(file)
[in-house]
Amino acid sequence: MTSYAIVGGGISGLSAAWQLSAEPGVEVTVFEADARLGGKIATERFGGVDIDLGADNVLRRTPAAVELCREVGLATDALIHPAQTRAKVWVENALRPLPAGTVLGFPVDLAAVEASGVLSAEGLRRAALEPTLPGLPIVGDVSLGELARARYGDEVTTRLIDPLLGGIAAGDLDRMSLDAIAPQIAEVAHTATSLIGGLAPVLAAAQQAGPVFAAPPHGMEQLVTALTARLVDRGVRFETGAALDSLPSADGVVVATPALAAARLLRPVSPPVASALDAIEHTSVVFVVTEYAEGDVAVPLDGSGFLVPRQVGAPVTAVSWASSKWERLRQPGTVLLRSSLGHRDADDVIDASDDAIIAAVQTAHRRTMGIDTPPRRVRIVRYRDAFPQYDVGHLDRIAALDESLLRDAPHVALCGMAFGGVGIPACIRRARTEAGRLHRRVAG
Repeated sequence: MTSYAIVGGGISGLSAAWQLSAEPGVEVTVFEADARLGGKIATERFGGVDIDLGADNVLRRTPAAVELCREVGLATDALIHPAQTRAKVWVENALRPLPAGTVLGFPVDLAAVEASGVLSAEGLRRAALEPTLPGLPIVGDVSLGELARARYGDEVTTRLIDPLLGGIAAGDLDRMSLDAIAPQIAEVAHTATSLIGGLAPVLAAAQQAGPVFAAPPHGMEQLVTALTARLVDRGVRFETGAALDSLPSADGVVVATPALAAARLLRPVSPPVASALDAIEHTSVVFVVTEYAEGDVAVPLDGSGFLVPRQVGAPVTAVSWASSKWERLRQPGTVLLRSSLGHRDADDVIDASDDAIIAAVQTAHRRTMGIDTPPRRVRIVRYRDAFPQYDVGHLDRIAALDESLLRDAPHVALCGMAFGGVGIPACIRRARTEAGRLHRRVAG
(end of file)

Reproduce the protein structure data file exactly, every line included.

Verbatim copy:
[in-house]
Amino acid sequence: MTSYAIVGGGISGLSAAWQLSAEPGVEVTVFEADARLGGKIATERFGGVDIDLGADNVLRRTPAAVELCREVGLATDALIHPAQTRAKVWVENALRPLPAGTVLGFPVDLAAVEASGVLSAEGLRRAALEPTLPGLPIVGDVSLGELARARYGDEVTTRLIDPLLGGIAAGDLDRMSLDAIAPQIAEVAHTATSLIGGLAPVLAAAQQAGPVFAAPPHGMEQLVTALTARLVDRGVRFETGAALDSLPSADGVVVATPALAAARLLRPVSPPVASALDAIEHTSVVFVVTEYAEGDVAVPLDGSGFLVPRQVGAPVTAVSWASSKWERLRQPGTVLLRSSLGHRDADDVIDASDDAIIAAVQTAHRRTMGIDTPPRRVRIVRYRDAFPQYDVGHLDRIAALDESLLRDAPHVALCGMAFGGVGIPACIRRARTEAGRLHRRVAG
Repeated sequence: MTSYAIVGGGISGLSAAWQLSAEPGVEVTVFEADARLGGKIATERFGGVDIDLGADNVLRRTPAAVELCREVGLATDALIHPAQTRAKVWVENALRPLPAGTVLGFPVDLAAVEASGVLSAEGLRRAALEPTLPGLPIVGDVSLGELARARYGDEVTTRLIDPLLGGIAAGDLDRMSLDAIAPQIAEVAHTATSLIGGLAPVLAAAQQAGPVFAAPPHGMEQLVTALTARLVDRGVRFETGAALDSLPSADGVVVATPALAAARLLRPVSPPVASALDAIEHTSVVFVVTEYAEGDVAVPLDGSGFLVPRQVGAPVTAVSWASSKWERLRQPGTVLLRSSLGHRDADDVIDASDDAIIAAVQTAHRRTMGIDTPPRRVRIVRYRDAFPQYDVGHLDRIAALDESLLRDAPHVALCGMAFGGVGIPACIRRARTEAGRLHRRVAG